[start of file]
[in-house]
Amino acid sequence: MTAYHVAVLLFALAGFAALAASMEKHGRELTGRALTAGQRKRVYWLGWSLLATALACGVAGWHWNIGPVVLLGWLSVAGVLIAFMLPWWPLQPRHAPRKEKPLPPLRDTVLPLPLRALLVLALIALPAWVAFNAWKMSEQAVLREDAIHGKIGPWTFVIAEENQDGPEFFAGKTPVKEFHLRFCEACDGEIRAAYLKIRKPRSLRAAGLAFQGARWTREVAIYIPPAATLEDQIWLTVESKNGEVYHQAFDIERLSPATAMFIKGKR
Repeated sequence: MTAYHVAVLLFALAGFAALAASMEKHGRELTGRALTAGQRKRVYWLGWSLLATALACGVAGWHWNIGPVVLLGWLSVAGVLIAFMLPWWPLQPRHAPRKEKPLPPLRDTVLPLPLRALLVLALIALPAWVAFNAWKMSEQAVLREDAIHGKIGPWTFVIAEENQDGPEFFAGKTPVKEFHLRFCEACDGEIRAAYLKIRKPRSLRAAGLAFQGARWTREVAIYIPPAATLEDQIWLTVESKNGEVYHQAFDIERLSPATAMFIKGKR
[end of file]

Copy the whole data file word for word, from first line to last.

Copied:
[in-house]
Amino acid sequence: MTAYHVAVLLFALAGFAALAASMEKHGRELTGRALTAGQRKRVYWLGWSLLATALACGVAGWHWNIGPVVLLGWLSVAGVLIAFMLPWWPLQPRHAPRKEKPLPPLRDTVLPLPLRALLVLALIALPAWVAFNAWKMSEQAVLREDAIHGKIGPWTFVIAEENQDGPEFFAGKTPVKEFHLRFCEACDGEIRAAYLKIRKPRSLRAAGLAFQGARWTREVAIYIPPAATLEDQIWLTVESKNGEVYHQAFDIERLSPATAMFIKGKR
Repeated sequence: MTAYHVAVLLFALAGFAALAASMEKHGRELTGRALTAGQRKRVYWLGWSLLATALACGVAGWHWNIGPVVLLGWLSVAGVLIAFMLPWWPLQPRHAPRKEKPLPPLRDTVLPLPLRALLVLALIALPAWVAFNAWKMSEQAVLREDAIHGKIGPWTFVIAEENQDGPEFFAGKTPVKEFHLRFCEACDGEIRAAYLKIRKPRSLRAAGLAFQGARWTREVAIYIPPAATLEDQIWLTVESKNGEVYHQAFDIERLSPATAMFIKGKR